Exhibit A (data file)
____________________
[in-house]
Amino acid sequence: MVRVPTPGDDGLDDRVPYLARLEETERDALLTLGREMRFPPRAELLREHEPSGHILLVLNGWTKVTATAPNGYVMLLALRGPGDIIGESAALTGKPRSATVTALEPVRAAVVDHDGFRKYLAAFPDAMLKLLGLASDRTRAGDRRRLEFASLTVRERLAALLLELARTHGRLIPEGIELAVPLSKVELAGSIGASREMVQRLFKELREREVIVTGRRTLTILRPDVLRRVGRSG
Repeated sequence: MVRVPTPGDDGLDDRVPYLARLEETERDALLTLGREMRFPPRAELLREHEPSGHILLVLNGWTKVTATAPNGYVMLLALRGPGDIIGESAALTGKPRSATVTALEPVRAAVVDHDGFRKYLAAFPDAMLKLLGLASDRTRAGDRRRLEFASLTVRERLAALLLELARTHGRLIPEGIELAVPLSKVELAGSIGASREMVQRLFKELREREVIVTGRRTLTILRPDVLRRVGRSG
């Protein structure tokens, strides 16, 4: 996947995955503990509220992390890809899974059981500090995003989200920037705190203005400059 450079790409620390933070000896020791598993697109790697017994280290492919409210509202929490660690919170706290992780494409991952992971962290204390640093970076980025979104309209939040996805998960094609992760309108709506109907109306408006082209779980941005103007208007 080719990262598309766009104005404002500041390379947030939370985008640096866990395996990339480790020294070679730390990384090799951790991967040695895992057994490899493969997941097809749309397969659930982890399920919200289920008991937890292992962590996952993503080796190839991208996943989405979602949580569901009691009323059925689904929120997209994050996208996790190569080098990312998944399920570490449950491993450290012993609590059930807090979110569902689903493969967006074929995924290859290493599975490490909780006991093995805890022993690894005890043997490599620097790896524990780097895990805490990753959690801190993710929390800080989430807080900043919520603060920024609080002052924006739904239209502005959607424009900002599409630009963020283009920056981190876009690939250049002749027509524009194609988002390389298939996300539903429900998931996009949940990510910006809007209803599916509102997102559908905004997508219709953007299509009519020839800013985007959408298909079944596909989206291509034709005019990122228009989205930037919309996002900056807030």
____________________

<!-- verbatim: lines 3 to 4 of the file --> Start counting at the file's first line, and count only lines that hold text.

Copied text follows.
Repeated sequence: MVRVPTPGDDGLDDRVPYLARLEETERDALLTLGREMRFPPRAELLREHEPSGHILLVLNGWTKVTATAPNGYVMLLALRGPGDIIGESAALTGKPRSATVTALEPVRAAVVDHDGFRKYLAAFPDAMLKLLGLASDRTRAGDRRRLEFASLTVRERLAALLLELARTHGRLIPEGIELAVPLSKVELAGSIGASREMVQRLFKELREREVIVTGRRTLTILRPDVLRRVGRSG
């Protein structure tokens, strides 16, 4: 996947995955503990509220992390890809899974059981500090995003989200920037705190203005400059 450079790409620390933070000896020791598993697109790697017994280290492919409210509202929490660690919170706290992780494409991952992971962290204390640093970076980025979104309209939040996805998960094609992760309108709506109907109306408006082209779980941005103007208007 080719990262598309766009104005404002500041390379947030939370985008640096866990395996990339480790020294070679730390990384090799951790991967040695895992057994490899493969997941097809749309397969659930982890399920919200289920008991937890292992962590996952993503080796190839991208996943989405979602949580569901009691009323059925689904929120997209994050996208996790190569080098990312998944399920570490449950491993450290012993609590059930807090979110569902689903493969967006074929995924290859290493599975490490909780006991093995805890022993690894005890043997490599620097790896524990780097895990805490990753959690801190993710929390800080989430807080900043919520603060920024609080002052924006739904239209502005959607424009900002599409630009963020283009920056981190876009690939250049002749027509524009194609988002390389298939996300539903429900998931996009949940990510910006809007209803599916509102997102559908905004997508219709953007299509009519020839800013985007959408298909079944596909989206291509034709005019990122228009989205930037919309996002900056807030």